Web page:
In February and March 2011, Tunisians were managing the fallout from their own revolution. Governmental institutions were on hold, and security and policing were absent in south-eastern Tunisia, the area closest to Libya’s western border. Informal but highly effective community efforts in Tunisia, outside the auspices of national and international institutions, played a crucial role in ensuring the safe passage and accommodation of hundreds of thousands of people fleeing Libya. Initially, as groups of migrant workers crossed into Tunisia en route to the airport on the Tunisian island of Djerba, Tunisian villagers organised cooking crews, with men cooking together in community centres and women cooking separately in their homes. They took this food to the airport as third-country nationals waited for flights home paid for by the international community.
No sooner had these migrant workers left than Libyan families began streaming across the border in search of a safe haven – and ended up staying for five to eight months. One man on Djerba asked rhetorically, “We helped the Egyptians, we helped the Chinese, we helped the Bangladeshis. So when the Libyans came to stay, how could we not help them too?” Another said: “We were busy with the Tunisian revolution. We were dealing with our own problems and then the Libyan problem came. A friend called from the border. He said there were masses of hungry people, at least 40,000, and could I help? So I called all my friends, we had a meeting, and we raised money and we bought food, diapers and mattresses, loaded up twenty pick-up trucks, and headed to the border to deliver everything. After that we went down to where people from the Nafusa Mountains were coming in. There everyone is Amazigh [Berber]. They’re Amazigh, we’re Amazigh."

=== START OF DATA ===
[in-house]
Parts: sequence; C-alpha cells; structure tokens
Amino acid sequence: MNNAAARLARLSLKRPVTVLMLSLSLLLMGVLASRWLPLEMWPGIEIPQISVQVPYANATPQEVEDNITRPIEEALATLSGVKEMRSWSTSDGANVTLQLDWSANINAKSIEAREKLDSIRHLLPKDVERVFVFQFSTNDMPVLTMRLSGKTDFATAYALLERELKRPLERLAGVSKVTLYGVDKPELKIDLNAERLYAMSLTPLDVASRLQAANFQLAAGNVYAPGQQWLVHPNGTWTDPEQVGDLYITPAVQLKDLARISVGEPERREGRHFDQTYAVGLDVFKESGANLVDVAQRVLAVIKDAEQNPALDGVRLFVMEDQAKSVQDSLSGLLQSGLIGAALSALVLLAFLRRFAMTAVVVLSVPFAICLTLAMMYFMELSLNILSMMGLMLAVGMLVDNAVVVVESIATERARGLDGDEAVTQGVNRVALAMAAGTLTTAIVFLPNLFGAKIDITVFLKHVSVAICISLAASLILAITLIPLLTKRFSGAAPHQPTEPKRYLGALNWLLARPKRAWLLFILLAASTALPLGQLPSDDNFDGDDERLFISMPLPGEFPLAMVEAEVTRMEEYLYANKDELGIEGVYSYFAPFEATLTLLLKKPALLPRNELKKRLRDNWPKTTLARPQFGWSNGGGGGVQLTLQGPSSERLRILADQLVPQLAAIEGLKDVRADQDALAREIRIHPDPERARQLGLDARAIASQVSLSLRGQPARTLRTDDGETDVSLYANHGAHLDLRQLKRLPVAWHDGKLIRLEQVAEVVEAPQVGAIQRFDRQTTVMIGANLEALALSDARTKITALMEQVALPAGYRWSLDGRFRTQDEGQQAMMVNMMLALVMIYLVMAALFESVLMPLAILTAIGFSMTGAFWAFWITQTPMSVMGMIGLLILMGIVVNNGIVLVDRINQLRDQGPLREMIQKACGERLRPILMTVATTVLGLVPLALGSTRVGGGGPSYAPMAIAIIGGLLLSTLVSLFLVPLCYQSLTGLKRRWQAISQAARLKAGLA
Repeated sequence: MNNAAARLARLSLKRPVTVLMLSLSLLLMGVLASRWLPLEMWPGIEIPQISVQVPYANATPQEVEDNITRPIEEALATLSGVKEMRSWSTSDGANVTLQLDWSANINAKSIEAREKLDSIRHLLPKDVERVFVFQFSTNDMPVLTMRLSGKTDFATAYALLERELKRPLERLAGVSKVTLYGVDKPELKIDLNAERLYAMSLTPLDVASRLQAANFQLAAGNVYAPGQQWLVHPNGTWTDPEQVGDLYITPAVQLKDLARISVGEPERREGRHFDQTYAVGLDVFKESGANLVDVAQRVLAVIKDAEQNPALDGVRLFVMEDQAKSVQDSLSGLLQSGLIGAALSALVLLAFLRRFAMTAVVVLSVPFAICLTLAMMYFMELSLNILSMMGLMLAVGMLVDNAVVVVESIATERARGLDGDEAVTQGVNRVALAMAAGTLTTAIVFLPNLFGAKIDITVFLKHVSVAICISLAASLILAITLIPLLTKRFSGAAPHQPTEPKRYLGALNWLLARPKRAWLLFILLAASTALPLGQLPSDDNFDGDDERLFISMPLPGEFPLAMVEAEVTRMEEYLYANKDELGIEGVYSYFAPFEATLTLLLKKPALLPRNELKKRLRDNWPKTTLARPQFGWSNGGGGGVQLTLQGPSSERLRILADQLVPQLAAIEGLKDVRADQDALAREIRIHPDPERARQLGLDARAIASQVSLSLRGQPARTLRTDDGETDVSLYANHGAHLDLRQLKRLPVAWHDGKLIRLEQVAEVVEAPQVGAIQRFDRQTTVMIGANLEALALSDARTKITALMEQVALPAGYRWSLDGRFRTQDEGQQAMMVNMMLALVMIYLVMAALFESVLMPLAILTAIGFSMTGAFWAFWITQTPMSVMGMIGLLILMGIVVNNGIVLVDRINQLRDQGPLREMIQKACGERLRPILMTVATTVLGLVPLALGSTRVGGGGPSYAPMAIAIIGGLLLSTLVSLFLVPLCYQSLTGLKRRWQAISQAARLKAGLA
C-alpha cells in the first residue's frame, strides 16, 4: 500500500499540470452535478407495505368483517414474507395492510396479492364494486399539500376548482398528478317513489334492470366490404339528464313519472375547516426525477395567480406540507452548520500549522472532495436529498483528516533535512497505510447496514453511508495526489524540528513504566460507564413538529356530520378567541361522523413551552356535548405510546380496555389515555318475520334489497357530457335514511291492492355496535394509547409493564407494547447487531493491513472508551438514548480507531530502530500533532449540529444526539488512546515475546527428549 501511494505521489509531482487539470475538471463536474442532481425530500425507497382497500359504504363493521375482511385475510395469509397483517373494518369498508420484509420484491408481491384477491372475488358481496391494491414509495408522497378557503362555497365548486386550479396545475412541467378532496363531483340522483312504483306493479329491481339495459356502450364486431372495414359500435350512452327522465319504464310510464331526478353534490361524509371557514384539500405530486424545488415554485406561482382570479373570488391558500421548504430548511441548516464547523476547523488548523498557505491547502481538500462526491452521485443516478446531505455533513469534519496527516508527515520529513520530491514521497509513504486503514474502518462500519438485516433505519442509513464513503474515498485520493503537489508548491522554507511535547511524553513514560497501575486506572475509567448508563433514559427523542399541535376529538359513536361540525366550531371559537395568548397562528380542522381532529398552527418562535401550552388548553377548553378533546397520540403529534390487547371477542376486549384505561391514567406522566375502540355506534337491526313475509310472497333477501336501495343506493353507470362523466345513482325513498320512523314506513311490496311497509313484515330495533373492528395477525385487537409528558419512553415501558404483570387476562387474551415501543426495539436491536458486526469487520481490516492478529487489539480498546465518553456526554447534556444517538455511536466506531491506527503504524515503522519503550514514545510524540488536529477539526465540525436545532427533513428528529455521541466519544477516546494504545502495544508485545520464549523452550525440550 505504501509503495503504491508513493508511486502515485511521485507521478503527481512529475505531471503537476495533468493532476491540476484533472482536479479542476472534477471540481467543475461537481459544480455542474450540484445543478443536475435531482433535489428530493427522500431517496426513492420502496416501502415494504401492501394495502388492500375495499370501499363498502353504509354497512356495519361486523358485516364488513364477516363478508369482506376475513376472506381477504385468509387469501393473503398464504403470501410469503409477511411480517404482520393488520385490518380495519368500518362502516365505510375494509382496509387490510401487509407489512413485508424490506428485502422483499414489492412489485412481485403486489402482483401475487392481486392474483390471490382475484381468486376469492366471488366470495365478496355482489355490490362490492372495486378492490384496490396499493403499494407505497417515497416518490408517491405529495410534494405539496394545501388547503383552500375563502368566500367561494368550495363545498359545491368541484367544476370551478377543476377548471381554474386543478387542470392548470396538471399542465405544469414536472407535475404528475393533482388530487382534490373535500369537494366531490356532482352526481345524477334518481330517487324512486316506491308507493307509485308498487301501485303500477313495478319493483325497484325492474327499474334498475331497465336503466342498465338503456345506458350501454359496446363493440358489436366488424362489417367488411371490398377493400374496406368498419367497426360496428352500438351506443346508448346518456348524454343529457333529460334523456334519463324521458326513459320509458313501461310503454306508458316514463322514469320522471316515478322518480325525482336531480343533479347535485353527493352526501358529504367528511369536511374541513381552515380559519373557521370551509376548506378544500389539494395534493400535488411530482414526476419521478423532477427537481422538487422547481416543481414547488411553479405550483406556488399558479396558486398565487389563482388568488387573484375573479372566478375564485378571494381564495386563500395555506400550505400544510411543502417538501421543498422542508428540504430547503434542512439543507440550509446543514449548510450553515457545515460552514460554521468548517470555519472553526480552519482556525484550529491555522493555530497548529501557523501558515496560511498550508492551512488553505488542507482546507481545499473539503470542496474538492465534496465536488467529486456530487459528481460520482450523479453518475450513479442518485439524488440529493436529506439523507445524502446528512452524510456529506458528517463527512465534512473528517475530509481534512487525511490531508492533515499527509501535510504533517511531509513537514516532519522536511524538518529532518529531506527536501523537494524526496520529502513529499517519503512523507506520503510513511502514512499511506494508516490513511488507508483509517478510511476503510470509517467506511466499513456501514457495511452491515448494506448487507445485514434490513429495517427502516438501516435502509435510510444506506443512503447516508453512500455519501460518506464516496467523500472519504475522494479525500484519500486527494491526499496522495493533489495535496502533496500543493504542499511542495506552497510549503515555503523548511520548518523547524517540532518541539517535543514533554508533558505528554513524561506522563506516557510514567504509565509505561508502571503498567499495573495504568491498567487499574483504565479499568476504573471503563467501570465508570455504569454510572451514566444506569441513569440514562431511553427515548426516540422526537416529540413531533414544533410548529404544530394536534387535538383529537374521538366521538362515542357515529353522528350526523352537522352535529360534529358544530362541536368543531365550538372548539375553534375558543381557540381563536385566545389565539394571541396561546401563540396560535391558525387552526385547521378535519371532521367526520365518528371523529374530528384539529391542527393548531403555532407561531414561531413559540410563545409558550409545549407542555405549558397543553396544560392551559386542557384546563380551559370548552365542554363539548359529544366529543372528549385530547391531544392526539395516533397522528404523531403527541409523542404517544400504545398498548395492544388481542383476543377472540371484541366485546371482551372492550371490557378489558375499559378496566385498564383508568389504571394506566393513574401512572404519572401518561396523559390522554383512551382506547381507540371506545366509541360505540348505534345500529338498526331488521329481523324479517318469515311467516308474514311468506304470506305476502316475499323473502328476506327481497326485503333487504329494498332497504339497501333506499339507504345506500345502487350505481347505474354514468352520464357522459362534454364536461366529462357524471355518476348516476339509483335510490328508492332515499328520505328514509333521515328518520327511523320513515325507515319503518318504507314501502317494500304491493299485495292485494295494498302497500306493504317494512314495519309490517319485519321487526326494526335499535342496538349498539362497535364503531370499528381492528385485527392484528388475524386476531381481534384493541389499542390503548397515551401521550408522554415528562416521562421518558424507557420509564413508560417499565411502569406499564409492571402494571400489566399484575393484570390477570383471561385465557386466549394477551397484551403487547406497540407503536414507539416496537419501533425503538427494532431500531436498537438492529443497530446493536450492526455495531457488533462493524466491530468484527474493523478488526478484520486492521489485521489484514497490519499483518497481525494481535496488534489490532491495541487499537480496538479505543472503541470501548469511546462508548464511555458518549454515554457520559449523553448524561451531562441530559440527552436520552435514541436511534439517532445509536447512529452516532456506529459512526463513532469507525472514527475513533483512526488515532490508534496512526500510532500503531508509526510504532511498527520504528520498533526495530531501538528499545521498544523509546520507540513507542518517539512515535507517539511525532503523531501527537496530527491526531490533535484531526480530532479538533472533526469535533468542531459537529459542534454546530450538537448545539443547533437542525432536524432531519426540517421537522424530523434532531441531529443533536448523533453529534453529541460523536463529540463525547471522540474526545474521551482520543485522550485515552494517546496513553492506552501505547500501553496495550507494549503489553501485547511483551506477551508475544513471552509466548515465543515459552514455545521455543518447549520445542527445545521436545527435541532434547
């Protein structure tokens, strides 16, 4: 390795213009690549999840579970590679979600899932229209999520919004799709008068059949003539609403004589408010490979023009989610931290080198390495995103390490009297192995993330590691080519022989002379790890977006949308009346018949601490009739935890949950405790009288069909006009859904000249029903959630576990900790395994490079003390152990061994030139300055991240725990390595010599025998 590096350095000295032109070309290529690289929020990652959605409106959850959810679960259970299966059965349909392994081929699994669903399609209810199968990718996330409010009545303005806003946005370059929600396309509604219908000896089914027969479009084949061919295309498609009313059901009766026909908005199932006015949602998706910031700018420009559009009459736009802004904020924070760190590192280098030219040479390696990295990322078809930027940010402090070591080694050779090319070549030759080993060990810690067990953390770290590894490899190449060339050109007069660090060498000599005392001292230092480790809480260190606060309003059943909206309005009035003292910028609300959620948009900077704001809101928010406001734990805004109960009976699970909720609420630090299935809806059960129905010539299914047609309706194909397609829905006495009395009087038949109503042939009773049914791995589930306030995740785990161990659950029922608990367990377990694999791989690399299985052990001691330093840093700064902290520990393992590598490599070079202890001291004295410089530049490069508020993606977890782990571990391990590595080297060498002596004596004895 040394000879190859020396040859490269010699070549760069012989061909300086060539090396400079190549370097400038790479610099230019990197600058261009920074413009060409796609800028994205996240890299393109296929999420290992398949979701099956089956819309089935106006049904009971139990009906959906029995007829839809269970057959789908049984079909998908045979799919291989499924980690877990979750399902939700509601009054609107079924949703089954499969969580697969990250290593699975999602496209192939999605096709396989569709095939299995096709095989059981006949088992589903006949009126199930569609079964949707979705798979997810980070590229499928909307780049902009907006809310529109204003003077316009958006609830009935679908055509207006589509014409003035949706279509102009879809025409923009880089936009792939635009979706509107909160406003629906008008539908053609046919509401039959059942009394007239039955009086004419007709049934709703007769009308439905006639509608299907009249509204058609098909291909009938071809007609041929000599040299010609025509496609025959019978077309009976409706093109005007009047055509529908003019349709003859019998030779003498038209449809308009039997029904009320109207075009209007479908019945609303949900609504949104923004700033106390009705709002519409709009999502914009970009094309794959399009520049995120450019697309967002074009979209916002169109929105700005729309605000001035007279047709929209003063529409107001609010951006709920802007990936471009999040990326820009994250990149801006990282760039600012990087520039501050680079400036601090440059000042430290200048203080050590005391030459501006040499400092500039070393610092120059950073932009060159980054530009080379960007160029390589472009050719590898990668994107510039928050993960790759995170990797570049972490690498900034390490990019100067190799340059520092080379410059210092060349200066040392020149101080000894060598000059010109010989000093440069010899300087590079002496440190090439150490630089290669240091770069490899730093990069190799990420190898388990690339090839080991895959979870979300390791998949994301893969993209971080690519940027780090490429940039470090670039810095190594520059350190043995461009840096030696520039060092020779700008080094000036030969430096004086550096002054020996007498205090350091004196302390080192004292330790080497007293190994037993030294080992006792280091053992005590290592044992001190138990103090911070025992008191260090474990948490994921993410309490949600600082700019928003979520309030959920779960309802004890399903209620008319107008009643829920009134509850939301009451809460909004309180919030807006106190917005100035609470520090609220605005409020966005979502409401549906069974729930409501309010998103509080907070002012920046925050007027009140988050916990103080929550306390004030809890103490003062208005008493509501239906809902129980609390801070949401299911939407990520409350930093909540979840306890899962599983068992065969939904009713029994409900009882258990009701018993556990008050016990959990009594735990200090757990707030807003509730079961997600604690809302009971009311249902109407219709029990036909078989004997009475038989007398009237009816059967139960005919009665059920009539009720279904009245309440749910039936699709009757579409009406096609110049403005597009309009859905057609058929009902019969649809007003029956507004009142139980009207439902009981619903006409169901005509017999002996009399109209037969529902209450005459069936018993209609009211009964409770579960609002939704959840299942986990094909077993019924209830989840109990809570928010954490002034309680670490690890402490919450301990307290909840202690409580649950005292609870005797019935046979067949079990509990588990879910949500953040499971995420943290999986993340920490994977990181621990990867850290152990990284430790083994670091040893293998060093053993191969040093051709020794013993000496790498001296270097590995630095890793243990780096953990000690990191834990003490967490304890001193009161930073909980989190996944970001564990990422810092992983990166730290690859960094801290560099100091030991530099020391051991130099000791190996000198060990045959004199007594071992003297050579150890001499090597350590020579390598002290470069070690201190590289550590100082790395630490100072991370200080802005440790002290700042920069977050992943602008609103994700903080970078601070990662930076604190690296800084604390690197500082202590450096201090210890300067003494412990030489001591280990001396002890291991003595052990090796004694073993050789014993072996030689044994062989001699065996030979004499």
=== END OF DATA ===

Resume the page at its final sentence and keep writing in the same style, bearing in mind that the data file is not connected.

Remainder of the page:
Of the hundreds of thousands of Libyans fleeing the violence in their country and going to Tunisia, initially most were Amazigh people from the Nafusa Mountains. The closest safe haven for them once inside Tunisia through the Dehiba border crossing was a camp run by the Emirates only 13 km from the border. Tunisians volunteered as organisers there too, including an entrepreneurial young woman named Insaf who started working with Libyan women and children in the camp to assess their needs, and then presented programme proposals to the Emirati and Libyan men in charge of the strictly gender-segregated camp activities. A short while later, UNHCR established a camp further north in Ramada and Qatar established one still further north outside the provincial capital of Tataouine.
The logistics of refugee hosting
Individuals with no previous experience in humanitarian assistance arranged for the stay of many of the 60-80,000 Libyans who settled mostly in south-eastern Tunisia. Wealthier Libyans rented hotel rooms or sought rental situations outside the auspices of these community organisers rather than accept charity. But most families needed help.